Prithvi Pankaj Shaw (born 9 November 1999) is an Indian cricketer and former India national under-19 cricket team captain who played for Middle Income Group (MIG) Cricket Club in Mumbai and was the captain of Rizvi Springfield High School and the Mumbai under-16 team. In November 2013 he had set the highest score by any batsman in any organised form of cricket since 1901 when he hit 546 in a Harris Shield elite division match until the record was surpassed by Pranav Dhanawade on 4 January 2016.
A right-hand, opening batsman, whose abilities as a cricketing prodigy have led to repeated comparisons with Sachin Tendulkar. He made his first international appearance on 4 October 2018 and became the second-youngest Indian after Tendulkar to make a Test century and the youngest Indian to do on Test debut.
Shaw was a central figure in the documentary film Beyond All Boundaries and has twice selected to travel to England to further his cricketing education.
Shaw has earned a deal worth Rs 36 lakh with SG, which has been endorsed by stalwarts like Sunil Gavaskar, Rahul Dravid and Virender Sehwag in the past.
He made his first-class debut for Mumbai in the semi-finals of the 2016–17 Ranji Trophy on 1 January 2017. He scored a century in the second innings and was man of the match. He earned another distinction by scoring a century in his debut match of the Duleep Trophy and equalled the record held by Sachin Tendulkar who had scored for the first time a century each in his debut matches of Ranji Trophy and Duleep Trophy. In December 2017, he was named captain of India’s squad for the 2018 Under-19 Cricket World Cup. He led India in the final where they beat Australia by 8 wickets to win their fourth Under-19 World Cup.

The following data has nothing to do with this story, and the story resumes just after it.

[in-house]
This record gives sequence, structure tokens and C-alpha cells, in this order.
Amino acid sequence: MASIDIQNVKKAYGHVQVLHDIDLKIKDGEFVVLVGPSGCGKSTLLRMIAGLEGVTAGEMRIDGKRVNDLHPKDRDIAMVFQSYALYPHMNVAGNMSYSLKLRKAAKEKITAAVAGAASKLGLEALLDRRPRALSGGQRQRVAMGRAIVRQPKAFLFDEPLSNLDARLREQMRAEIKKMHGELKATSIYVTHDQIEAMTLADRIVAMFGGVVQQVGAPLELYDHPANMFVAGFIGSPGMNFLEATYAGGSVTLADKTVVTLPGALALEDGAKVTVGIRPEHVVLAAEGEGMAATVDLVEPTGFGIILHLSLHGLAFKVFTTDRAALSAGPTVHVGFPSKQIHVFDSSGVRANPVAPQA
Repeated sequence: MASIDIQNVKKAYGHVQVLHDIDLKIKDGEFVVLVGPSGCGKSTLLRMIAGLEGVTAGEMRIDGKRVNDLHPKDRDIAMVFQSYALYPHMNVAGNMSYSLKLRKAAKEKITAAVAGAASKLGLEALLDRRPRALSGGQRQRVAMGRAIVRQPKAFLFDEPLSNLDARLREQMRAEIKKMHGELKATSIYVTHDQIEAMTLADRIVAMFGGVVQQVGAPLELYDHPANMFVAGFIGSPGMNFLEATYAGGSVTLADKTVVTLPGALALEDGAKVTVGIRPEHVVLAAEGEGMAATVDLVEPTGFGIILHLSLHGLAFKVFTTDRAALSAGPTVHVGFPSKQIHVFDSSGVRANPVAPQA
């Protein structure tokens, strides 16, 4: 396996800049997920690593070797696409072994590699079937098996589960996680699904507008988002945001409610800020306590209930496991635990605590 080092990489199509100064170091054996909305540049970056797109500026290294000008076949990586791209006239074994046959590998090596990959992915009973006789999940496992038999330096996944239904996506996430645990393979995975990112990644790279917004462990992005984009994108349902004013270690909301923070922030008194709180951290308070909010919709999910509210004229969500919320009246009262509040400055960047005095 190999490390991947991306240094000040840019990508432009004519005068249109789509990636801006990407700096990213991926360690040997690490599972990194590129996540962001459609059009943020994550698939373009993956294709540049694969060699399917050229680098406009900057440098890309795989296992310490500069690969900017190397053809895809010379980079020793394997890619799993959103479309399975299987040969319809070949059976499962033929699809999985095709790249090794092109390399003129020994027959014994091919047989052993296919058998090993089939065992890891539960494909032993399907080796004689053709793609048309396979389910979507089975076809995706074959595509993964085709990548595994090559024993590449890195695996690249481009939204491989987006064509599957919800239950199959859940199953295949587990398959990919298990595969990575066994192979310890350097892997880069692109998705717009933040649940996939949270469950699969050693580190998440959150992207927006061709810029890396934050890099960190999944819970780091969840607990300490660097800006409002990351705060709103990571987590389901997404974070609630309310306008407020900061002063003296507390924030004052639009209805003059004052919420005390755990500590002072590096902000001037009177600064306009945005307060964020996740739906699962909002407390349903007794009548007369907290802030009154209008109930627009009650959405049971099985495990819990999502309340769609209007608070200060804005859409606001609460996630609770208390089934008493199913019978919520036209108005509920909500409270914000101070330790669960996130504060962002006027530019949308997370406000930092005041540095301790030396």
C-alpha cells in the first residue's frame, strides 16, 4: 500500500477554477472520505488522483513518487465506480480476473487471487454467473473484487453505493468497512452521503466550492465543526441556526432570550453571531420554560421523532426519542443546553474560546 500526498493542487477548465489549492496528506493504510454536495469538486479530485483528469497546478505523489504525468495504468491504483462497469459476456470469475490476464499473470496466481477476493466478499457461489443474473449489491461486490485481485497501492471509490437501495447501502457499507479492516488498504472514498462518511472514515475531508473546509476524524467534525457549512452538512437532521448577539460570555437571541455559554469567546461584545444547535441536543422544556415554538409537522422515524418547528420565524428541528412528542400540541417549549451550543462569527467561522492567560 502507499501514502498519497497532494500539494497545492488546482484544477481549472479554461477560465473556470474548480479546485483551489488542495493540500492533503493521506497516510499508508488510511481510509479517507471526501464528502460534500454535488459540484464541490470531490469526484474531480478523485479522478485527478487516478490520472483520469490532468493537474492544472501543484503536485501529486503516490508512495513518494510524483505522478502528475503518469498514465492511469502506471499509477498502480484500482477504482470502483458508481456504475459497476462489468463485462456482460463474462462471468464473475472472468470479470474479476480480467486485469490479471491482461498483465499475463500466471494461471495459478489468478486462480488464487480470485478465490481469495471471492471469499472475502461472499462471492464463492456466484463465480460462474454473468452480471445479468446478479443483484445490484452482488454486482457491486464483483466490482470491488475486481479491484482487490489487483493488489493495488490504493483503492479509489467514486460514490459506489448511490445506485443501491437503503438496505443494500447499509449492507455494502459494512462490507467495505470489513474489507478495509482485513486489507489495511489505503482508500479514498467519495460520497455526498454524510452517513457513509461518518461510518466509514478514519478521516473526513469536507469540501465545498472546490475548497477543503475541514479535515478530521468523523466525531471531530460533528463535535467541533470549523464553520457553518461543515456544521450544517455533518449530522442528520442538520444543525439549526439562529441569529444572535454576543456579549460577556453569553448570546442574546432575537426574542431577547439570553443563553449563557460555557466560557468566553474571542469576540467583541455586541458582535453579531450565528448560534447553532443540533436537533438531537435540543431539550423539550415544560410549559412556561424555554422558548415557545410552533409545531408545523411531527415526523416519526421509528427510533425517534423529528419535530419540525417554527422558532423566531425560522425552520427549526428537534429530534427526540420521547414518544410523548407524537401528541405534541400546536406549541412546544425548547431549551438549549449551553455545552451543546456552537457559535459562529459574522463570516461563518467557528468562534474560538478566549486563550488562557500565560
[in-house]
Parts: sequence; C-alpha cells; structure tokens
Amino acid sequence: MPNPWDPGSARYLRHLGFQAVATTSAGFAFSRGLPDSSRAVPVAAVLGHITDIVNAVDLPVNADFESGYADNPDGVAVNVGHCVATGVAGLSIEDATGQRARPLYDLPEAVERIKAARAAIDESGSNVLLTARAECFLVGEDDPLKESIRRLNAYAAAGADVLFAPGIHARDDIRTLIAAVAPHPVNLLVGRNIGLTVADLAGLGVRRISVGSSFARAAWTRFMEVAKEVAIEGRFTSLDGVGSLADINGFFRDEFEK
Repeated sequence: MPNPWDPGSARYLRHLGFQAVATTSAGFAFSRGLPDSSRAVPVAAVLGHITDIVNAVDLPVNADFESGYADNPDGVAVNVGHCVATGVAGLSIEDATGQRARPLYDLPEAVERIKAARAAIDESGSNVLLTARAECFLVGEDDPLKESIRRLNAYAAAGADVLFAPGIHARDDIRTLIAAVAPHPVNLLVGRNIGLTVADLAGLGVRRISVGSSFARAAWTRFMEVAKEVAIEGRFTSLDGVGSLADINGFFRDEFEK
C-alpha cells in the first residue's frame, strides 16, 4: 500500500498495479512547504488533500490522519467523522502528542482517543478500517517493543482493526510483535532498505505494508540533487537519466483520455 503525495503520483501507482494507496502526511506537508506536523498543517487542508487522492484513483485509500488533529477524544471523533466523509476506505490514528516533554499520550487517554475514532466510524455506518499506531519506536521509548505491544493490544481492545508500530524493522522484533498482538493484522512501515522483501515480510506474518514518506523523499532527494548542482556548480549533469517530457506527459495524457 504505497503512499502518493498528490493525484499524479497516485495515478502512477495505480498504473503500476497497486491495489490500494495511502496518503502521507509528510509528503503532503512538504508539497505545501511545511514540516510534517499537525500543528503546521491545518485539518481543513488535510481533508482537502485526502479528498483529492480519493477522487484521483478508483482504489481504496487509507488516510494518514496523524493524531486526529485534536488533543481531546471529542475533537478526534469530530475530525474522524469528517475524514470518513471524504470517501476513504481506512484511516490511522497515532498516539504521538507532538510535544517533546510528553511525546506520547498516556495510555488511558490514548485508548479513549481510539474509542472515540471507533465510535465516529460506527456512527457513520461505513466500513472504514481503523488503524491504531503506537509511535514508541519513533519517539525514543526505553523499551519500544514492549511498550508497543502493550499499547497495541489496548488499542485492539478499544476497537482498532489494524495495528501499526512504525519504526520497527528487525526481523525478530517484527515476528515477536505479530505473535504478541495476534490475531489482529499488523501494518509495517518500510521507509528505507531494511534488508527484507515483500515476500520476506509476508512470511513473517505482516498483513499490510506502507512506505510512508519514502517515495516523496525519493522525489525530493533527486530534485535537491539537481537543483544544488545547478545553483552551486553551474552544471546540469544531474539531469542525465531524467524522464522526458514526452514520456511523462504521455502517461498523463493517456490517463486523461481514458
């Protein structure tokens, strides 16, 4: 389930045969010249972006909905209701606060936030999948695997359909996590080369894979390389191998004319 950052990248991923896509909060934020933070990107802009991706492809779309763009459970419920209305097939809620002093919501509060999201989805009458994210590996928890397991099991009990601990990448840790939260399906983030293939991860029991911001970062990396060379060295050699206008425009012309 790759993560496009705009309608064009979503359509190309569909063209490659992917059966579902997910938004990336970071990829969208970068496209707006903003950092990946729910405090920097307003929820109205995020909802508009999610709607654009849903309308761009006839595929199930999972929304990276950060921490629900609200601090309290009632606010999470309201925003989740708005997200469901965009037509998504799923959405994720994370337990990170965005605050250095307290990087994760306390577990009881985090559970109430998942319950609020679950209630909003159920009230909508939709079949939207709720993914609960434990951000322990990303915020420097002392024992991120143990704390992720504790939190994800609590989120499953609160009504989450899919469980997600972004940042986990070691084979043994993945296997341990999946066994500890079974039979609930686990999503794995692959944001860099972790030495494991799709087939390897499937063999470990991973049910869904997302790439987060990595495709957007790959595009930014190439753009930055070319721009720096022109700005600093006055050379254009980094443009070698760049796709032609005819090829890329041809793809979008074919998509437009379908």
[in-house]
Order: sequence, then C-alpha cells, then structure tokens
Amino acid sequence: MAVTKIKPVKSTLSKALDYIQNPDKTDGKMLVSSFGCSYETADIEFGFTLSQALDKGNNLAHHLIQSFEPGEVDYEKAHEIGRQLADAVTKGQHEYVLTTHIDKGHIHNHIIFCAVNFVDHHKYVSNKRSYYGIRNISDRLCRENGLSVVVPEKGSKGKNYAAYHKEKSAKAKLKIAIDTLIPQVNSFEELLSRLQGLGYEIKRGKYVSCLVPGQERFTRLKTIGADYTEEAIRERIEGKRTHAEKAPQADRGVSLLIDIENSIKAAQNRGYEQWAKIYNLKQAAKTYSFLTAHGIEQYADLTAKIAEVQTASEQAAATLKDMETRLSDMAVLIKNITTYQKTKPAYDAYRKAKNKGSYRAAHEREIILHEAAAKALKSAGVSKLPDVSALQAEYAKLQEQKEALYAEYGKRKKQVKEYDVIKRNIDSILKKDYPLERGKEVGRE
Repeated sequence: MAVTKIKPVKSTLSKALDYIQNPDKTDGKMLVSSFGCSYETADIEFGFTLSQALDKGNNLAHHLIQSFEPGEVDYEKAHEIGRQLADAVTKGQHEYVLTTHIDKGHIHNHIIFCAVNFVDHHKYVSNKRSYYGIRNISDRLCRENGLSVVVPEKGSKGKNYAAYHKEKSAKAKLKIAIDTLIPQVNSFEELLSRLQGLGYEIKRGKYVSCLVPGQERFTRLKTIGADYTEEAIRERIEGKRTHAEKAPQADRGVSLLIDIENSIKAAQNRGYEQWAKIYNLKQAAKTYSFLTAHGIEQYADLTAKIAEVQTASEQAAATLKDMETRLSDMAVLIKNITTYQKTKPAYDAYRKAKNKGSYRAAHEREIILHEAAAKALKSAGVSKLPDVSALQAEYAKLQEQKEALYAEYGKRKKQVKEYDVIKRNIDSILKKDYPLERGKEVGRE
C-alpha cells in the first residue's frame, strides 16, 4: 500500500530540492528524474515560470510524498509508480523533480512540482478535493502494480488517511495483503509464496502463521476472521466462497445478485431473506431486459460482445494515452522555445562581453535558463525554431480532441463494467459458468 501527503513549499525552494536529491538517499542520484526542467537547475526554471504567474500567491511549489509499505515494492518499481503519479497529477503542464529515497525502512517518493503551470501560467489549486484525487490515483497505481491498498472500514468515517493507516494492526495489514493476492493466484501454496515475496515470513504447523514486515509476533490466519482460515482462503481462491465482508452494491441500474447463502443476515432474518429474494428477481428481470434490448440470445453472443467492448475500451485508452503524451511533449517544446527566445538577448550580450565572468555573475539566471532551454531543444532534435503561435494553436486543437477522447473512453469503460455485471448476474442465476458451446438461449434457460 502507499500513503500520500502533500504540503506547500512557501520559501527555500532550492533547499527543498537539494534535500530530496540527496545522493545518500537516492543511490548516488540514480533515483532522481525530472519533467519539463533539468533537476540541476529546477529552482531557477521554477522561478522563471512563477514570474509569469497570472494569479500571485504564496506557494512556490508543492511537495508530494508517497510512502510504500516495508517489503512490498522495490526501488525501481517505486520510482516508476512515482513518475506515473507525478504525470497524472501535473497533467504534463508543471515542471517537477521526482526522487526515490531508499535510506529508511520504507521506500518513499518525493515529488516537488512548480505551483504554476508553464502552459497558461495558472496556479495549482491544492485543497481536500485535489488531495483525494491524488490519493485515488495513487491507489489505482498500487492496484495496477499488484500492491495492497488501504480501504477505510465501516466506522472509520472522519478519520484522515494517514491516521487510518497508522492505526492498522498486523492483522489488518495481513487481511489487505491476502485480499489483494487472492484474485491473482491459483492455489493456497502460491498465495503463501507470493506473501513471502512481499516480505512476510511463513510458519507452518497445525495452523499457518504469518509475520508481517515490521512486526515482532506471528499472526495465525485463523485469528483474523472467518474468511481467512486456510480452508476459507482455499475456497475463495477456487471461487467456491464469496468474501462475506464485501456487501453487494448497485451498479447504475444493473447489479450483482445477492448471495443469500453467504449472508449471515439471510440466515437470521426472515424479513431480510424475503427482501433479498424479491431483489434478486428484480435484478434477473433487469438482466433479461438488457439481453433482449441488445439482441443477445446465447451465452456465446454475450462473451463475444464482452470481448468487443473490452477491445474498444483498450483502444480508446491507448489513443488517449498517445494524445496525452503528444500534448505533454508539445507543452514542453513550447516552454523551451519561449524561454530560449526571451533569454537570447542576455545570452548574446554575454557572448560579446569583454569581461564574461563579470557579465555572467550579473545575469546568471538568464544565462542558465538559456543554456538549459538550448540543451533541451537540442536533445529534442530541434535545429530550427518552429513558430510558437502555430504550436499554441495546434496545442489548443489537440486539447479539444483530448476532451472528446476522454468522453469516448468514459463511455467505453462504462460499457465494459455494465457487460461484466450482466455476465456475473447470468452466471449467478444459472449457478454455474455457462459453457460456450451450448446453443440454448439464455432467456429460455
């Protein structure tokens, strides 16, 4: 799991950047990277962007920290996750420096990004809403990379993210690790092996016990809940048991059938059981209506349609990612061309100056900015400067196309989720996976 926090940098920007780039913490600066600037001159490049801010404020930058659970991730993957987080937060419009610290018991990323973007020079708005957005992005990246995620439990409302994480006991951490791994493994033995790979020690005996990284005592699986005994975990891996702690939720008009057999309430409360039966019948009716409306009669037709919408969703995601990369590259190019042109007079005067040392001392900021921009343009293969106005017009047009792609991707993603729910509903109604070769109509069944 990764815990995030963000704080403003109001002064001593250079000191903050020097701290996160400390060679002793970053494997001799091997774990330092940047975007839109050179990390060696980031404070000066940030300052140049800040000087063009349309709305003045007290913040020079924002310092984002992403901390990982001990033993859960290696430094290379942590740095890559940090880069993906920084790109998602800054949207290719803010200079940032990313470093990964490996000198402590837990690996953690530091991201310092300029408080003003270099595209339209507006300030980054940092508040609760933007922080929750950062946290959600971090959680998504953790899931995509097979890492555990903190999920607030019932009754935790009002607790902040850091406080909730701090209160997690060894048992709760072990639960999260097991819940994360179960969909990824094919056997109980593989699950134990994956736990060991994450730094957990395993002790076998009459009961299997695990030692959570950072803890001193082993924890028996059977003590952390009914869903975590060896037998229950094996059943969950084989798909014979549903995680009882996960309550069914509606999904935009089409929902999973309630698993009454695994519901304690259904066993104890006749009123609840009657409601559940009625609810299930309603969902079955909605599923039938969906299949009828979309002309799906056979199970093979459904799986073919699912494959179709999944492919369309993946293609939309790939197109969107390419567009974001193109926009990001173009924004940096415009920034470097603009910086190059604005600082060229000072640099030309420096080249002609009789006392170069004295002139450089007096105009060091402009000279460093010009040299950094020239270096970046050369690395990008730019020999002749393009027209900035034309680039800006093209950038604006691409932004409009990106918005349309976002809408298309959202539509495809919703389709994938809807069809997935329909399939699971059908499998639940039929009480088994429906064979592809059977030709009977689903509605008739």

In November 2013, Shaw established a new record of 546 runs from 330 balls playing for Rizvi Springfield in a Harris Shield match. It was the highest score in Indian schools cricket until the record was surprassed by Pranav Dhanawade on 4 January 2016 and is presently the 4th highest score by any batsman in any form of the organised game. Only AEJ Collins’s 628* in 1899 and Charles Eady’s 566 in 1901 are higher.
Previously the highest score recorded by an Indian in any form of registered competitive cricket was 515 by Dadabhoy Havewala in 1933.
Shaw’s innings lasted six hours and seven minutes and contained 85 fours and five sixes before he was caught and bowled. Rizvi scored 991 runs having bowled out their opponents, St Francis d’Assisi, for 93.
The innings attracted significant media attention, particularly as it came only four days after the official retirement from international cricket of Tendulkar, who had scored 326 in the same tournament in 1988. “Less than a week after India bid its final farewell to the Little Master, the Master’s Apprentice conjured an innings of almost supernatural brilliance,” wrote Howard Swains in a Freaky Good Futures profile of Shaw.
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